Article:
Tuesday, 7 April 2009

New Easter Traditions - Palm Sunday

This is our Easter bunny, a fat brown hare enjoying the sunflower seeds the birds and squirrels have dropped on the ground from the bird feeder above. This fellow is too lazy to bring any eggs. Our Easter chocolate eggs are hidden in the house by mother. If you look at the state of our lawn you will see why this is the way things are done in Finland!

On Sunday we had again some little visitors at our door, dressed as kind and friendly witches. They asked for permission and then said their blessing for the coming year, waving the decorated willow branch. They then gave me the branch and I gave them some chocolate eggs in return. The little baskets are for the eggs.

This is a very strange combination of the Greek Orthodox religious tradition and pagan beliefs. In Eastern Finland, Greek Orthodox children used to visit their grandparents and godparents early in the morning of Palm Sunday and leave them the decorated willows which had been blessed in the church, and collect their payment on Easter Sunday. The payment was a real egg, or even a meal, sometimes some money.
In Western Finland on the other hand, it was believed that witches and evil were very strong on Easter Saturday (when Christ was in his grave), and they moved around making their tricks so the cows would not start giving milk when the weather was warm again. Young people might move in the area dressed as witches and go in the stables, cut hair from the animals and bring it their own family's stable, thus bringing luck home and causing harm to the neighbours. DH's grandmother strongly believed this was possible to do.
Nowadays these two, quite opposite traditions of blessing and cursing are combined, maybe to make a substitute to Halloween trick or treating. Every year there is a discussion in the newspapers about this, and every year young mothers help their little ones with the branches and dresses. I could very well live without this new tradition, but I do prepare myself for the visits and sometimes find the little kids quite charming.

Here are my branches from last Sunday. I will keep them dry, because Mr. K is allergic to the pollen of willow and birch.

Last week I went to a charity shop which had moved to a new location. Everything was nicely put in place like in a normal shop, it was fresh and clean and nice. I bought some pillowcases for 30 c a piece, and some table cloths and curtains for 1 € or 2 €. Two pillowcases are this much fabric:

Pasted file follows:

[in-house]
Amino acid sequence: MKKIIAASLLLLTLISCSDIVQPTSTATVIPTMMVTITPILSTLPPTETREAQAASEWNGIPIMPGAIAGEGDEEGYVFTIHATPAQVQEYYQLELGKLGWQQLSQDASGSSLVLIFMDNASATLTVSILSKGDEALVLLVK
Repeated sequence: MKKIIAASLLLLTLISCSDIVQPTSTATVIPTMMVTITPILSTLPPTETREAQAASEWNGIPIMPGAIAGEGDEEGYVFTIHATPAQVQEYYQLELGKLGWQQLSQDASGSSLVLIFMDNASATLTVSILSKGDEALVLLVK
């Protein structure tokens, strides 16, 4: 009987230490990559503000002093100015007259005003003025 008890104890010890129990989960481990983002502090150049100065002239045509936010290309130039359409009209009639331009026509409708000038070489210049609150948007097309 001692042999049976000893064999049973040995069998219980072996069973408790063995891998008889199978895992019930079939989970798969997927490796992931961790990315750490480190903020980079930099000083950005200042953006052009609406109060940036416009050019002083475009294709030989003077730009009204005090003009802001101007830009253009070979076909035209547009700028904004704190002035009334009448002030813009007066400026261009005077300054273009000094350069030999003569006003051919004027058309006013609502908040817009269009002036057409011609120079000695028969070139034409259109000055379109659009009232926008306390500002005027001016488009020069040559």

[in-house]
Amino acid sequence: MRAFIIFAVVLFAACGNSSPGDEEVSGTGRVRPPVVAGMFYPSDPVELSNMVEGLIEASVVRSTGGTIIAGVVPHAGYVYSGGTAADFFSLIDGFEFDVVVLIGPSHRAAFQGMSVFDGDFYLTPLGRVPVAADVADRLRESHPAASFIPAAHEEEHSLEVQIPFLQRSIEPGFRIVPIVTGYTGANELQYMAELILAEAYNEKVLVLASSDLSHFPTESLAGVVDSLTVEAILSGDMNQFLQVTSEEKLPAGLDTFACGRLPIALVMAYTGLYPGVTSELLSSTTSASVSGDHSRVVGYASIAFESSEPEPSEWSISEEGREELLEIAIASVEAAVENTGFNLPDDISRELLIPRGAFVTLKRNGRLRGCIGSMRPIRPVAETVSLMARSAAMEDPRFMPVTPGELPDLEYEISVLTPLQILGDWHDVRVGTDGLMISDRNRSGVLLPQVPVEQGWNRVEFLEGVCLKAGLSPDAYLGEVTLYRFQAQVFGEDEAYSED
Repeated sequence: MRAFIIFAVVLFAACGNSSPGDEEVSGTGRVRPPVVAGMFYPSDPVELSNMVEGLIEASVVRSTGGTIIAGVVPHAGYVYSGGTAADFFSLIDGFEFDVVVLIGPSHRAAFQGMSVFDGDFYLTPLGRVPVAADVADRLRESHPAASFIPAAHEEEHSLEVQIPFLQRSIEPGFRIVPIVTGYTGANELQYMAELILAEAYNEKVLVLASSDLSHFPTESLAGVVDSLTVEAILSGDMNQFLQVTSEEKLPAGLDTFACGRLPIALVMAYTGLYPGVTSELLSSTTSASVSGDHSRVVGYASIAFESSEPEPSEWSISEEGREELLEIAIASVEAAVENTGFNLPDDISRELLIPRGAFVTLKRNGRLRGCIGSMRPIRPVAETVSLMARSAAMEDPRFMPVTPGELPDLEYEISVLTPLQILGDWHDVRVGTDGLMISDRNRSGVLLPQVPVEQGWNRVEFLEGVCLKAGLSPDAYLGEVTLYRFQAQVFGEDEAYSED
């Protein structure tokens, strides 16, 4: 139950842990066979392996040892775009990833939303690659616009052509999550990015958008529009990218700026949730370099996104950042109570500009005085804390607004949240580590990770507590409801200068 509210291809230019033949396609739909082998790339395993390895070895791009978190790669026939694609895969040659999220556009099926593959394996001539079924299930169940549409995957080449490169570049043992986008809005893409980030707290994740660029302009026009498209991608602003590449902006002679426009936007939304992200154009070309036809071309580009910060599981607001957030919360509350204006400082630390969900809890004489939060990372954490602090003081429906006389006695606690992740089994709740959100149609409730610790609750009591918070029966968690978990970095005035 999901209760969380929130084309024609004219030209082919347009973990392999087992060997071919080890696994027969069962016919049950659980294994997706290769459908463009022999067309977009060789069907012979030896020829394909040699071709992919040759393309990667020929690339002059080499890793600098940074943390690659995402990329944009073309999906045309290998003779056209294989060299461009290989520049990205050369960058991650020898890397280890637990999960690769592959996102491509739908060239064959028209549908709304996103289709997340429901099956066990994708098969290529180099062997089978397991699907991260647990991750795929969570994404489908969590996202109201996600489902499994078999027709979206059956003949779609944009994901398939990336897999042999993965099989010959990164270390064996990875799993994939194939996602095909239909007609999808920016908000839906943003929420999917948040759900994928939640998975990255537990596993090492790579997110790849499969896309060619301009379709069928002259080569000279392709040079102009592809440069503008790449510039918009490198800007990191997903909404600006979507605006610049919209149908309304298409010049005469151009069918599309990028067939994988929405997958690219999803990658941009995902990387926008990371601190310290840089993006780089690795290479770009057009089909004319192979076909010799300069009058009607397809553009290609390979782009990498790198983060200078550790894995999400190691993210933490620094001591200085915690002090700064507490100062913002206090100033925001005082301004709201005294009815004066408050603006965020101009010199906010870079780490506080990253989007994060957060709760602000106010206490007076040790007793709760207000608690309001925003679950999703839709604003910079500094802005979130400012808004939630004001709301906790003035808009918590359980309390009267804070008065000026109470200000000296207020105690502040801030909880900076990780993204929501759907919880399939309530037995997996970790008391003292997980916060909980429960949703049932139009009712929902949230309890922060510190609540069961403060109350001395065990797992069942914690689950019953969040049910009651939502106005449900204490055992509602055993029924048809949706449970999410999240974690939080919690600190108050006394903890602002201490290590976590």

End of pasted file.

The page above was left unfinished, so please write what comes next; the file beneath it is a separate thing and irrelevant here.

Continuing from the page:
I bought some cotton fabrics from a fabric shop to match the colours, and made these two aprons - they still need the pockets sewn on - and some bags I will show later when they are finished.

Next I will need to concentrate on my children's flannel rag quilt for the sewing group exhibition. I have been working in the group on my swap projects and other items I have sent away so I need to finish something new for the show. I was sewing the flannel quilt before Christmas and run out of one fabric. I bought and washed the fabric but didn't start that project again. Luckily I know where it is; all I need to do is pick it up and see what can be done.


  1. What a good use of your charity shop finds, lovely aprons. Your weather still looks cold, is that snow I can see in your pictures?

  2. Well this is a very interesting tradition for the children. At first I also thought the branches might symbolize the palm branches they waved when Christ entered the city.. that is what we do here on Palm Sunday. But no one gets treats until Easter morning.

    What a clever way to recycle pillowcases!
    Can't wait to see the rag quilt you're working on. :-)

  3. What fascinating traditions. The idea that if you take hair or the head of something you are getting the power of it is shared in so many cultures. Corn dollys were said to have the spirit of the corn field in them as they were made from the last sheaf standing. All part of humanising aspects of nature from pagan times.

    I do like the branches you were given and the 2 looks of the witches who visited you. :-)

    What lovely aprons! You have been busy. I hope you have plenty for the show.

  4. I like your Easter bunny. We have one somewhere hidding in our trees and I would love to get a picture for Easter. Thanks for the history of the visiting children on Palm Sunday. We don't have anything like that in the U.S.

    Also enjoyed your vintage photo. I remember having a hand crocheted dress that belonged to a cousin. My aunt had made it. I don't think very many children have hand knit or crocheted dresses any longer.

  5. Good Morning Ulla, I love your aprons , I am an apron gal. What a different tradition but sweet for some.Love the bunny. Hope you and yours have a blessed Easter. Hugs, Marie

  6. Ulla, from you I'm learning so much about your country and traditions - thanks! I had heard of this, but didn't realize it was still being done. It seems from all the trees in the background that these children came quite a distance to your house!


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